The San Diego Jewish Food Festival

 

By Deborah Vietor

Do you enjoy international Jewish food? Spectacular entertainment, celebrity chefs, children’s activities and a focus on charity? The 6th San Diego Jewish Food Festival & Community Food Drive (JFF), held at Temple Adat Shalom is the place for you!

Open to the public, the food festival offers lots of delicious food including kosher meat offerings, entertainment, chef demos, kids activities and much more from 11 a.m. to 6 p.m., Sunday, May 7.

In addition, food collected during the festival will be donated to Interfaith Community Services (ICS), feeding the hungry and housing the homeless for over 25 years in North County. ICS is a sponsor for the festival and partners with Adat Shalom throughout the year, providing meals and shelter for those in need.

A highlight of the festival is the Kosher Grill. Festival organizers set up a completely self-contained kosher kitchen to prepare all grill offerings. Kosher beef is purchased from a Kosher butcher in Los Angeles and prepared on a Kosher grill. This year the grill will feature kafta seasoned sliders made with lean ground chuck, tenderized flank steak sandwiches, and Hebrew National hot dogs. In addition to the grill, festival attendees will be able to dine on many traditionally Jewish foods. The New York Deli booth will feature corned beef on rye, pastrami on rye and chopped liver … on rye! Other food booths will offer traditional dishes such as knishes, falafel, kugel, strudel, rugelach, black and white cookies, rainbow cookies and many other items prepared using time-tested recipes.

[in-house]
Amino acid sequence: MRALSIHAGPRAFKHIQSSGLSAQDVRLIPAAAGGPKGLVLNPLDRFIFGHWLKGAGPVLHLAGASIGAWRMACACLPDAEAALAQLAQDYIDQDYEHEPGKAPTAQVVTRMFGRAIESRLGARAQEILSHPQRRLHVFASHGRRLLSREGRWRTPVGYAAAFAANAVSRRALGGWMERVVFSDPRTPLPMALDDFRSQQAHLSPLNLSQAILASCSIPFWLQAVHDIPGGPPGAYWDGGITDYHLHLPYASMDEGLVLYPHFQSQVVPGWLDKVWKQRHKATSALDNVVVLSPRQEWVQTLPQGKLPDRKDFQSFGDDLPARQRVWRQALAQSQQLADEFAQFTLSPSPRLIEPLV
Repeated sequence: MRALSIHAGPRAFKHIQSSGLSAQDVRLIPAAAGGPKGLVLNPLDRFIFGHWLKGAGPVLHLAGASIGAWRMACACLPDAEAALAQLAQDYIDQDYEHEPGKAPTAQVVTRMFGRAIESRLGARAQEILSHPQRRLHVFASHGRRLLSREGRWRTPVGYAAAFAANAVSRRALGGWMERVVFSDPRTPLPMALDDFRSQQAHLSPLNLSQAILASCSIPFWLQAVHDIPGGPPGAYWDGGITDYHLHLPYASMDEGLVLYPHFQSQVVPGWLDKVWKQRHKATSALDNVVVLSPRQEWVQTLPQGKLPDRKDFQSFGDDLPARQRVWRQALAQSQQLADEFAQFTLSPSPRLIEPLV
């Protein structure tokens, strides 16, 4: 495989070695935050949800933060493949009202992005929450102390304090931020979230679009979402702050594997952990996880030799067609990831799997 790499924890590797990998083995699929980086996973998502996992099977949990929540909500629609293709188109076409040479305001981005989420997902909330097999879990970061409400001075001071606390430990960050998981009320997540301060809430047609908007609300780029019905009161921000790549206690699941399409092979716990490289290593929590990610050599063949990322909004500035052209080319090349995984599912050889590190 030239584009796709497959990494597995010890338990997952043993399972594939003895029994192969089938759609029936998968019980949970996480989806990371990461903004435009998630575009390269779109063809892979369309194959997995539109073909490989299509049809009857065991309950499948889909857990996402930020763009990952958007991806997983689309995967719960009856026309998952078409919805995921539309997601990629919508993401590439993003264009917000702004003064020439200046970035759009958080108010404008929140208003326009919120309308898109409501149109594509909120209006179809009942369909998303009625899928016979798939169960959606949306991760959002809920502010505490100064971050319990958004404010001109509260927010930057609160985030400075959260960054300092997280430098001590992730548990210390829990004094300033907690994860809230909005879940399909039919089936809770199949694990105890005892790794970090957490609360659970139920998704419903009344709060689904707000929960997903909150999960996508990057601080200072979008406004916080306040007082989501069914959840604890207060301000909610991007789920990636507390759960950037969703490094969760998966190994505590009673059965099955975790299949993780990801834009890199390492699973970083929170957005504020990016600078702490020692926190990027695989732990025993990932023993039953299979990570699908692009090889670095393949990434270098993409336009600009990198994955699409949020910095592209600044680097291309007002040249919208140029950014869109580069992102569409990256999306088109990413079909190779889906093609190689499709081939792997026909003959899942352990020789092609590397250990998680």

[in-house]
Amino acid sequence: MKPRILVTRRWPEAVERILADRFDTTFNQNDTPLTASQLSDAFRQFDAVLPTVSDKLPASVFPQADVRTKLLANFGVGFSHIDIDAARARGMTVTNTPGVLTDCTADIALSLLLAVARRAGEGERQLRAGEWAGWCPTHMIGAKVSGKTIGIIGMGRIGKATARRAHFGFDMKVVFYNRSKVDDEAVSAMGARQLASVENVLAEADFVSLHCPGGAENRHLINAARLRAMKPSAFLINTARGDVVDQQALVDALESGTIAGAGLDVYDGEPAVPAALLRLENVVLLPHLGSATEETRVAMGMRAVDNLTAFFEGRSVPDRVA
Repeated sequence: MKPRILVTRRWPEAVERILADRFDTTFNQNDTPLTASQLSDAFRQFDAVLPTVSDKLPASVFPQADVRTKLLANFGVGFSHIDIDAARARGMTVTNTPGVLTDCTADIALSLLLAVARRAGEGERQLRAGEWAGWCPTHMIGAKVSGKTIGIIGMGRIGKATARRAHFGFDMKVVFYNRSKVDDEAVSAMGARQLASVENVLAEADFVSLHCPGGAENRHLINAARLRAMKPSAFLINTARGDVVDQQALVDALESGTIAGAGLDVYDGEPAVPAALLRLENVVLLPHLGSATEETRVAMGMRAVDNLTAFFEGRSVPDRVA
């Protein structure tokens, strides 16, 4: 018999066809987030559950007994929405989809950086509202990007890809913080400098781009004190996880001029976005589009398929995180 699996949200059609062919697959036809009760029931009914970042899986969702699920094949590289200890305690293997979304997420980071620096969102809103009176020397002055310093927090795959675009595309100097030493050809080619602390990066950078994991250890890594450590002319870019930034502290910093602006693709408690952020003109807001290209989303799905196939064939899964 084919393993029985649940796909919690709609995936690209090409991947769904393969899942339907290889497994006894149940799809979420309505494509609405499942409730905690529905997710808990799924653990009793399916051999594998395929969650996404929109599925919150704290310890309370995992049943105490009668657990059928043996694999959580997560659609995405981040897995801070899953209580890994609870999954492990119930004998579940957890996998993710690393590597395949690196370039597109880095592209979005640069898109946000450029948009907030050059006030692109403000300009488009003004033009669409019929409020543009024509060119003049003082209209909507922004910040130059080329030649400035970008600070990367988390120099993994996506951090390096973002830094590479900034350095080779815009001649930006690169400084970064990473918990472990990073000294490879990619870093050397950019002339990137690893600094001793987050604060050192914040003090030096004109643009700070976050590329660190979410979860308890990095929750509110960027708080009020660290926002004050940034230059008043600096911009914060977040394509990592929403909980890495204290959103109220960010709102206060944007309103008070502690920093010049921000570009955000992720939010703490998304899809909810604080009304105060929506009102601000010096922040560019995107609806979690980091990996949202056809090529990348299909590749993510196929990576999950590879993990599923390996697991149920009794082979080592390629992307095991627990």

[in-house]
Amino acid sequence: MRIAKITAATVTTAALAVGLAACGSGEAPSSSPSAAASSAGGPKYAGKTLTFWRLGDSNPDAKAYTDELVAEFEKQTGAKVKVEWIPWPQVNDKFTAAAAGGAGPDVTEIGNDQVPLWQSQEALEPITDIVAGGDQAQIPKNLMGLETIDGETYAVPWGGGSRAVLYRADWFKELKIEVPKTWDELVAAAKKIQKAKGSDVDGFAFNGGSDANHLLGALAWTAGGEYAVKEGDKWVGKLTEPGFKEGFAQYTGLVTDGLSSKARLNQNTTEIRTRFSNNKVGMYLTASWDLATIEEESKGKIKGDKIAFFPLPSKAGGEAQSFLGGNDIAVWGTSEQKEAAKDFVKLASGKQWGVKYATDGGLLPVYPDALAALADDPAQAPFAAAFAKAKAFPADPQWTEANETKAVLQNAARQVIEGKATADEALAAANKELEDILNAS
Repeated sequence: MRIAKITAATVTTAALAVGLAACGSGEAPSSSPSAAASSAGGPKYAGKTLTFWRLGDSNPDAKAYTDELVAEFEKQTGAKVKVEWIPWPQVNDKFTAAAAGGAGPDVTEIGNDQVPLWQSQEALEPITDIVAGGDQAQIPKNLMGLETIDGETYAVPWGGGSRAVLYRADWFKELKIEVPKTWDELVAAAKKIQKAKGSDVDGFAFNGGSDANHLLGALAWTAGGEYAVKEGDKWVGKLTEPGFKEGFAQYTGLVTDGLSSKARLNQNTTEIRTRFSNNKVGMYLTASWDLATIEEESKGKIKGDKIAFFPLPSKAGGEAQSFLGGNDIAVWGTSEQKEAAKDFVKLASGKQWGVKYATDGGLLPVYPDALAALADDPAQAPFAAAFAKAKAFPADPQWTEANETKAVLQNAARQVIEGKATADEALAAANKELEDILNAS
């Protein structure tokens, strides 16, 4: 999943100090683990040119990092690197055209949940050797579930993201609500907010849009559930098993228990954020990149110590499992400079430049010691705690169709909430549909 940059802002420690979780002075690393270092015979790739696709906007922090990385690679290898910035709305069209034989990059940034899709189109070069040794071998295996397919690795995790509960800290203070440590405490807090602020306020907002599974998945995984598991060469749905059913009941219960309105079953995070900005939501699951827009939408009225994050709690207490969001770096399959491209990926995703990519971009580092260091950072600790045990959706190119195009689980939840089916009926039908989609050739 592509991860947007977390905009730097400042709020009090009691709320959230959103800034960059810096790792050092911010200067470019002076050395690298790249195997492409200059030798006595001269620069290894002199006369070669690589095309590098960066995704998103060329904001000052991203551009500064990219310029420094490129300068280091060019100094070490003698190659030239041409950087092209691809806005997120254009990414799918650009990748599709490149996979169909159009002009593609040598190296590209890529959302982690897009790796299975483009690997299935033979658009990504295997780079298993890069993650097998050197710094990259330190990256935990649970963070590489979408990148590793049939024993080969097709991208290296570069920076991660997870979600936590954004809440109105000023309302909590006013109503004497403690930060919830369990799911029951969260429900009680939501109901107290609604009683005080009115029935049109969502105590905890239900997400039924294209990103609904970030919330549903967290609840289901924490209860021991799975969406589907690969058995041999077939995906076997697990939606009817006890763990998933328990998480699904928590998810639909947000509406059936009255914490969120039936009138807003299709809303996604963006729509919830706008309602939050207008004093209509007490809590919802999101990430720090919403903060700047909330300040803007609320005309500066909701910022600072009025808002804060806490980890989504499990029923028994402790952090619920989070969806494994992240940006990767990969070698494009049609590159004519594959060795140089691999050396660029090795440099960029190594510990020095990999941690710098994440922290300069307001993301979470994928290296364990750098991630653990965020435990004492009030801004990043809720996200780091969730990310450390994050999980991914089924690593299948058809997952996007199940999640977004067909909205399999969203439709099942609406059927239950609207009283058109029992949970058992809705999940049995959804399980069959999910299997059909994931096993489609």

Along with 6 volunteers, Diane Hillman will bake for 1,500 to 2,000 expected attendees. She is responsible for supervision and preparation of baked goods for the festival. The most popular items, according to Hillman are the apple strudel and rainbow cookies, in addition to the black and white cookies.

Allison Weisman is the bakery chair and in charge of the black and white cookies and the Jewish Rainbow Cookies, both made with her recipes.

“I started my business, Allison’s Custom Confections, about three years ago and I provide desserts for many occasions, although a good deal of my business is Bar/Bat Mitzvahs as well as many temple events,” she said. “Growing up on the east coast, I have fond memories of visiting the local Jewish bakeries in New York City with my family. My maternal great-grandmother was from Hungary and taught my mother to cook and bake. My mother passed many of her skills and recipes on to me. As an adult, I try to recreate many of the cakes/cookies I loved as a child.